Reviews, News and Commentary

NZ Opera’s stunning interpretation of Handel’s Semele

Reviewed by John Daly-Peoples

Emma Pearson as Semele. Photo: Garry Brandon.

“Semele” by George Frideric Handel

New Zealand Opera

Holy Trinity Cathedral, Parnell

Until November 6

Reviewed by John Daly-Peoples

God arrived at the Holy Trinity Cathedral in Parnell this week in the form of Jupiter who disrupted  the wedding ceremony of Semele the  daughter of Cadmus, king of Thebes, to Athamas.  Then he had some of his biker friends spirit Seleme to his heavenly realm so he can pursue his  adulterous affair with her. But this  coupling is only part of a larger love dilemma as we learn that Ino, Semele’s sister, is in love with Athamas and Jupiter’s wife Juno of course is incensed by the affair  and is determined to destroy the woman who has displaced her

Back in her palace, Semele is not entirely happy, realising  she is only a mortal and Juno (disguised as Ino) persuades her to ask Jupiter if she can become immortal.

Jupiter tries to dissuade Semele from this request but she insists and when appears in his godly form she is consumed by his power and dies, Ino returns to the world of mortals, marries Athamas and they live happily ever after and by some trick of the gods Semele’s ashes are transformed into Bacchus.

The story of Semele comes originally from Ovid’s Metamorphoses but Handel used a libretto which was written by William Congreve and combines  elements of Restoration drama, opera, and oratorio, managing to bring together  mythology, Christian iconography and hints at contemporary political events and ideas.

Even in the period of the Enlightenment there were still the problem of  mixing of the classes, at the upper levels of society, arranged marriages were more important than romantically based ones. These are notions have come down to the present as we saw with the marriage of Diana and Charles. There are also universal themes interwoven through the work – the desire for success and immortality, looking for love and seeking revenge. So the opera is something of a morality play while prying into the lives of the rich and famous.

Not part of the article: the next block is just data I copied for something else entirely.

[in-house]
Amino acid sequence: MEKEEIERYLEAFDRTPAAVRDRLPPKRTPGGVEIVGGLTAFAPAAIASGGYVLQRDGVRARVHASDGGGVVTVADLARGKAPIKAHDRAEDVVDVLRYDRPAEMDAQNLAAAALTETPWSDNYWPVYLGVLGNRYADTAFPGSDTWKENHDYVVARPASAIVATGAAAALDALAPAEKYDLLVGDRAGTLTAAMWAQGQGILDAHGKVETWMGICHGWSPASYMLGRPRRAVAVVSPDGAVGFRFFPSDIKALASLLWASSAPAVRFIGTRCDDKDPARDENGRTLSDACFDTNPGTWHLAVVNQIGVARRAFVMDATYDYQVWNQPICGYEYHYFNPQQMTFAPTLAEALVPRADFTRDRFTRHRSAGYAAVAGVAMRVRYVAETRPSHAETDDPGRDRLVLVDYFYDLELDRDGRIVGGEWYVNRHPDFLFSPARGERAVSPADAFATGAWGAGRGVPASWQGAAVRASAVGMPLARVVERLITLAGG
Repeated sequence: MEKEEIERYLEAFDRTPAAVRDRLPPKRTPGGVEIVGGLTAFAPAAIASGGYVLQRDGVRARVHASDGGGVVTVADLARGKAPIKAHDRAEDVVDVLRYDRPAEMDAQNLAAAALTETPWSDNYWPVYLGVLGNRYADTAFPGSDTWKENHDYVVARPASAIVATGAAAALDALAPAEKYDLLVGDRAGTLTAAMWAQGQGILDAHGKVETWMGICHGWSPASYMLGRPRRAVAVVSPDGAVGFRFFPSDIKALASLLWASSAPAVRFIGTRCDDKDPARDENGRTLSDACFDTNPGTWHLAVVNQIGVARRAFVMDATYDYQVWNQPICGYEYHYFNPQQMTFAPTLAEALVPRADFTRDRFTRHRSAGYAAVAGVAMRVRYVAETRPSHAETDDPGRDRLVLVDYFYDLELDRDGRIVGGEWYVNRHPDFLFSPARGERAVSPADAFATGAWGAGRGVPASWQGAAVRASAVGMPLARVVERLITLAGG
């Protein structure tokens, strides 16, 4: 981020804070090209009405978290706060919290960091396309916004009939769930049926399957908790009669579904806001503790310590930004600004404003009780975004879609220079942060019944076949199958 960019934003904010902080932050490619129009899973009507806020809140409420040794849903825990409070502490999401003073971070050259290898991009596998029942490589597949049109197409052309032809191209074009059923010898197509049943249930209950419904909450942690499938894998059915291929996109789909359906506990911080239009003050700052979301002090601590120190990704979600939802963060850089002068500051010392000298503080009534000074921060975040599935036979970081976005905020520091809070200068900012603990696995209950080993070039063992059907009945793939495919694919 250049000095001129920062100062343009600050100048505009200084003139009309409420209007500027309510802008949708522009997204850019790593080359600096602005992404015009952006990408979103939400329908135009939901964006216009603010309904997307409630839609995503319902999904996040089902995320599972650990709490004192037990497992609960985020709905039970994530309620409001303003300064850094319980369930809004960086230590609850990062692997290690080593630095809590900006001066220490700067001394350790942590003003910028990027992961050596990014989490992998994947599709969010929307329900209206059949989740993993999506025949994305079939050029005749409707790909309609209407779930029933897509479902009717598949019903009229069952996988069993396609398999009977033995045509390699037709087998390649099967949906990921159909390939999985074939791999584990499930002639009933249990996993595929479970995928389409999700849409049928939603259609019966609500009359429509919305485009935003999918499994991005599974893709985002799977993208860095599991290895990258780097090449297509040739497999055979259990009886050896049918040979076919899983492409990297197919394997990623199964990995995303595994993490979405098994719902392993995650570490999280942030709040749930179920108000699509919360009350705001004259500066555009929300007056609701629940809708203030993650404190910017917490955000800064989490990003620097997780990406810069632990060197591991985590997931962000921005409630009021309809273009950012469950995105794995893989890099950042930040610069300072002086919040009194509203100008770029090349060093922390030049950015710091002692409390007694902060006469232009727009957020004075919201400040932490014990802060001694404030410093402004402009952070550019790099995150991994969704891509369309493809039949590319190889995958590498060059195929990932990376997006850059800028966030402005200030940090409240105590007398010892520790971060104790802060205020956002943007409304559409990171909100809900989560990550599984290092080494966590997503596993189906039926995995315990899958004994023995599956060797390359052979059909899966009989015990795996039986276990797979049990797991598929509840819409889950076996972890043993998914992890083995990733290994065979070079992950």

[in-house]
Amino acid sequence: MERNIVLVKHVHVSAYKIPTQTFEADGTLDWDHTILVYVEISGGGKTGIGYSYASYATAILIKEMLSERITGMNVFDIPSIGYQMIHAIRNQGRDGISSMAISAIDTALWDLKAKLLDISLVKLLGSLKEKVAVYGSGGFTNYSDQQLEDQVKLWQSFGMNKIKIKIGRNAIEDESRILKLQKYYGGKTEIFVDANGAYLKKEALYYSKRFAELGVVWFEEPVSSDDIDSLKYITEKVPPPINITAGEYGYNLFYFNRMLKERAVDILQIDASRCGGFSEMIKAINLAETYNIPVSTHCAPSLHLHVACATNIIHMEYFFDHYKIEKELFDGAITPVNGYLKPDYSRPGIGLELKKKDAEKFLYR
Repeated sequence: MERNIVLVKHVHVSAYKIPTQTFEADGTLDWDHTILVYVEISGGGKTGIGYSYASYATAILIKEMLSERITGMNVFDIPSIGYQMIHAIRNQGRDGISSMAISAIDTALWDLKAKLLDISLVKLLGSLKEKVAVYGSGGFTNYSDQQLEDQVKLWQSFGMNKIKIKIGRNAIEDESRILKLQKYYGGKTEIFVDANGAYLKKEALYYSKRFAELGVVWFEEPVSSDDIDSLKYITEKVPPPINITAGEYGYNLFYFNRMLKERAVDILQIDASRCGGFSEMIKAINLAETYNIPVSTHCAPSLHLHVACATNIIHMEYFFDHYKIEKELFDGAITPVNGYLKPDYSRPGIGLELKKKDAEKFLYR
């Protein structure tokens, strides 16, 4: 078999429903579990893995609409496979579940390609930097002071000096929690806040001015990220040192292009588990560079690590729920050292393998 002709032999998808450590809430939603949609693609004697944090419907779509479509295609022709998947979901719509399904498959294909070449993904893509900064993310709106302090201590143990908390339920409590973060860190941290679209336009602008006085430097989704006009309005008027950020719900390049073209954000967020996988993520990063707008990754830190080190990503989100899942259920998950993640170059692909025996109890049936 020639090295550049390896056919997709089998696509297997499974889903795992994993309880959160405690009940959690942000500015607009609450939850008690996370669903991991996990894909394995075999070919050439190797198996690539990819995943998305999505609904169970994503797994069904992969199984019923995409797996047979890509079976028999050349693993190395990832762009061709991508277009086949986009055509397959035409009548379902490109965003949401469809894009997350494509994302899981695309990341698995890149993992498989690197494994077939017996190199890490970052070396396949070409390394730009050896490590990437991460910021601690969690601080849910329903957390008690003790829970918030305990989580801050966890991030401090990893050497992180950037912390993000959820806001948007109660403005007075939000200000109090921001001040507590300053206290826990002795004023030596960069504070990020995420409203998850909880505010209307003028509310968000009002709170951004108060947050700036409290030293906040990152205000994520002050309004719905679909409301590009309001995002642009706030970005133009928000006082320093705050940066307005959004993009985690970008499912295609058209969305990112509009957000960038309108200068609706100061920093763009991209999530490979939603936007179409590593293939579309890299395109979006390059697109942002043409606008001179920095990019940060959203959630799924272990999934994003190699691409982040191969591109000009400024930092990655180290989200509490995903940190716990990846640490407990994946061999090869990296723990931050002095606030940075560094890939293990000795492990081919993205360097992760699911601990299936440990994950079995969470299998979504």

At close to three hours this is a testing work for orchestra  and singers, but they all rose to the challenges and succeeded with a spectacular performance which was entertaining and enchanting. The New Zealand  Baroque Opera Orchestra  under Peter  Walls gave an energetic performance giving Handel’s music with its many Messiah-like tunes a very sympathetic reading.

Parts of the work are a bit tedious but the first act and most of the last act are filled with action and some lush, emotional singing.

Emma Pearson as Semele was outstanding bringing power and sensitivity to the part both with her acting and  voice which at various  times  conveyed sensuality, passion and wretchedness. She used her nimble soprano voice wonderfully, especially singing the beautiful Oh Sleep, Why Dost Thou Leave Me?”.  Many of her arias were greatly enhanced by embellishments and a brilliant coloratura.

Sarah Castle both as the slightly wicked Juno and the solicitous Ino sang some of Handel’s great arias with precision and vibrancy.

Amitai Pati as Jupiter used his deep rich voice  great effect, capturing the nobility, obsession and ardour of his character.

Paul Whelan gave solid performances as Cadmus and Somnus while Stephen Diaz as Athamas gave a spirited take  on the part.

It was a brave production especially choosing to have it in Holy Trinity which doesn’t have the best of acoustics or good sight lines, However, the production team and directors, Thomas de Mallet Burgess and Jacqueline Coats pulled of a triumph  creating a stunning interpretation of one of the great Handel operas.

Semele Photo: Garry Brandon.

By johndpart

Arts reviewer for thirty years with the National Business Review

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